Cross-Species Deworming

Q.  We have a stable yard with over 50 horses. The horses are on a quarterly deworming program. In the middle of the summer, we deworm the horses for tapeworms. How do the worm infestations of horses and domestic pets, such as dogs and cats, correspond with each other, if at all? If we deworm the horses now, but horse owners' pets are carrying a load of worms, can these animals reinfect the horses again?

Would it be beneficial to run horses and domestic pets (and even their owners) on the same deworming program?

Claire, South Africa


A. An animal in which a parasite lives is termed the "host," and most parasites demonstrate a characteristic known as "host specificity." For biological reasons that we do not understand, most parasites are only suited to live within certain animal species, and, more specifically, only within certain organs of that host. The parasites of equids are probably more exclusive than those of any other domestic animal. For instance, some cattle parasites can infect sheep and goats, and some dog parasites can possibly infect cats and even humans, but virtually none of the parasites that have equids as their primary hosts are capable of infecting other domestic animals or humans. So, all the animals on a farm do not exchange their parasites on a regular basis, nor does one neglected component represent a source of worm infection for the other species on the premises.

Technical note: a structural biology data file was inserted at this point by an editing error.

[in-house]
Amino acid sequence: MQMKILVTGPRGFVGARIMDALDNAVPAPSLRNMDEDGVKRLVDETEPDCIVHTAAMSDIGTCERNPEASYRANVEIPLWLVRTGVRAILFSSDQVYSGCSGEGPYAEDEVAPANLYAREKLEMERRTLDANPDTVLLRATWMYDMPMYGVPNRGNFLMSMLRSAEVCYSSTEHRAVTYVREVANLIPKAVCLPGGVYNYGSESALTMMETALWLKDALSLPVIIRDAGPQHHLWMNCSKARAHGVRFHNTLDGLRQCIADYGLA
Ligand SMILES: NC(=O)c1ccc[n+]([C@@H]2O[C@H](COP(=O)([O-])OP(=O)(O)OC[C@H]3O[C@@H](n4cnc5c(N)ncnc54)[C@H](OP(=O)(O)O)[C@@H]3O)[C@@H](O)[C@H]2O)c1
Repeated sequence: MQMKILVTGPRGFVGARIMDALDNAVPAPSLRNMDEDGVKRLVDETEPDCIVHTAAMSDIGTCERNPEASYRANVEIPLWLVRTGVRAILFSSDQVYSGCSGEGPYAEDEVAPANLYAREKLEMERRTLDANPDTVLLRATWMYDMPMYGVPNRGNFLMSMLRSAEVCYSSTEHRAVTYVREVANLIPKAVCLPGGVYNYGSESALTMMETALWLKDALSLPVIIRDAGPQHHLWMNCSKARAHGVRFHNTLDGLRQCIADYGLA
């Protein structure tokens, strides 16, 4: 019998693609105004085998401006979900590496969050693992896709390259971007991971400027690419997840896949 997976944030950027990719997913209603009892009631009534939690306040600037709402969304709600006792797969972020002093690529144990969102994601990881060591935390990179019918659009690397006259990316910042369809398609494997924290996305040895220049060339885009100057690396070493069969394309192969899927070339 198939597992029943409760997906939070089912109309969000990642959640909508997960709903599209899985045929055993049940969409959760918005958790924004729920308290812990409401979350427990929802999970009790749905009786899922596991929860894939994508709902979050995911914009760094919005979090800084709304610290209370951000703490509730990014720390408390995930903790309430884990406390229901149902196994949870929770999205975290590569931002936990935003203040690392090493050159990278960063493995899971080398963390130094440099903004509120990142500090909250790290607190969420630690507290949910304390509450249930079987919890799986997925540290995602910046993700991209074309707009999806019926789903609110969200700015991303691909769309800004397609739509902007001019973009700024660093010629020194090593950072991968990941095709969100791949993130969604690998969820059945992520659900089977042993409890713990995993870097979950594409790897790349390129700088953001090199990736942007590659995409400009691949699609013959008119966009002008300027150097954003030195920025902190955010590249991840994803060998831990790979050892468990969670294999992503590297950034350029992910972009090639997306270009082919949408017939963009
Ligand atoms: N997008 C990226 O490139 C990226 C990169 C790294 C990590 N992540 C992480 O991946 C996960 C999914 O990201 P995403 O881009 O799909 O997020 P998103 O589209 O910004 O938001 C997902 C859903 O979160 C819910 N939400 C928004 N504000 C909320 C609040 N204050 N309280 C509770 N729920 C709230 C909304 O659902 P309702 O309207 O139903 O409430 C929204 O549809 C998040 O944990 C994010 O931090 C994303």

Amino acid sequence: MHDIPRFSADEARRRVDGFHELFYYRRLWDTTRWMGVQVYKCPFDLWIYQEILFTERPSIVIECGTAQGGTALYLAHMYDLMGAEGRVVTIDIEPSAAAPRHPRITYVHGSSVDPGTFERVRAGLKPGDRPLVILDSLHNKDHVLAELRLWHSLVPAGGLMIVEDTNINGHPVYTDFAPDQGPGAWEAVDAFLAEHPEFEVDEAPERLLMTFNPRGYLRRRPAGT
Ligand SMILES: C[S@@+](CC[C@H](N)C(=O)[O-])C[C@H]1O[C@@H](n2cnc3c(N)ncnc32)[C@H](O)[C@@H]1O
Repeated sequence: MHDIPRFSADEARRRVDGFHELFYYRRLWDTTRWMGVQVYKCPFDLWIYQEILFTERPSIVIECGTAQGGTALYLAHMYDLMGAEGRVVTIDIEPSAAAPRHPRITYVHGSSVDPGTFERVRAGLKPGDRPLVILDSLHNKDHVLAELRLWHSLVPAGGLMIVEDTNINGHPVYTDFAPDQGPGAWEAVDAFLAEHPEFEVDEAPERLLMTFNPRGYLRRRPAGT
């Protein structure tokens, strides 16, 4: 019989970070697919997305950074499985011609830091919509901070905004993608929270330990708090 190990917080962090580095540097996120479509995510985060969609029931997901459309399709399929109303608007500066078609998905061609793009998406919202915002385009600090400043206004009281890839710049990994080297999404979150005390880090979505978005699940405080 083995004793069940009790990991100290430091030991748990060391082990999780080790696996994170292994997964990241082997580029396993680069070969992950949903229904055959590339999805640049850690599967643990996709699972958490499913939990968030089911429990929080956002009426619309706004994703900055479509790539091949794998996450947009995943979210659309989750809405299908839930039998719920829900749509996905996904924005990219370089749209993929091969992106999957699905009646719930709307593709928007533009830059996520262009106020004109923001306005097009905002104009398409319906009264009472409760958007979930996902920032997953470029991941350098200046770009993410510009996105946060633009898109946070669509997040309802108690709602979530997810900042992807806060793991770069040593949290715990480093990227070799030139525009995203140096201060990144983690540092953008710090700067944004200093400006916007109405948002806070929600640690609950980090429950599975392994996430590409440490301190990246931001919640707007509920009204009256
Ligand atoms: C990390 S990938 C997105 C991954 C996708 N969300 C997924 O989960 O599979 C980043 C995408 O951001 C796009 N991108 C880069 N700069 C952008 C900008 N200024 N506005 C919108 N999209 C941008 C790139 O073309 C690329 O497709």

About the Author

Craig R. Reinemeyer, DVM, PhD

Craig R. Reinemeyer, DVM, PhD, is president of East Tennessee Clinical Research, Inc., an independent business in Knoxville, Tenn., that conducts clinical pharmaceutical research for animal health companies.

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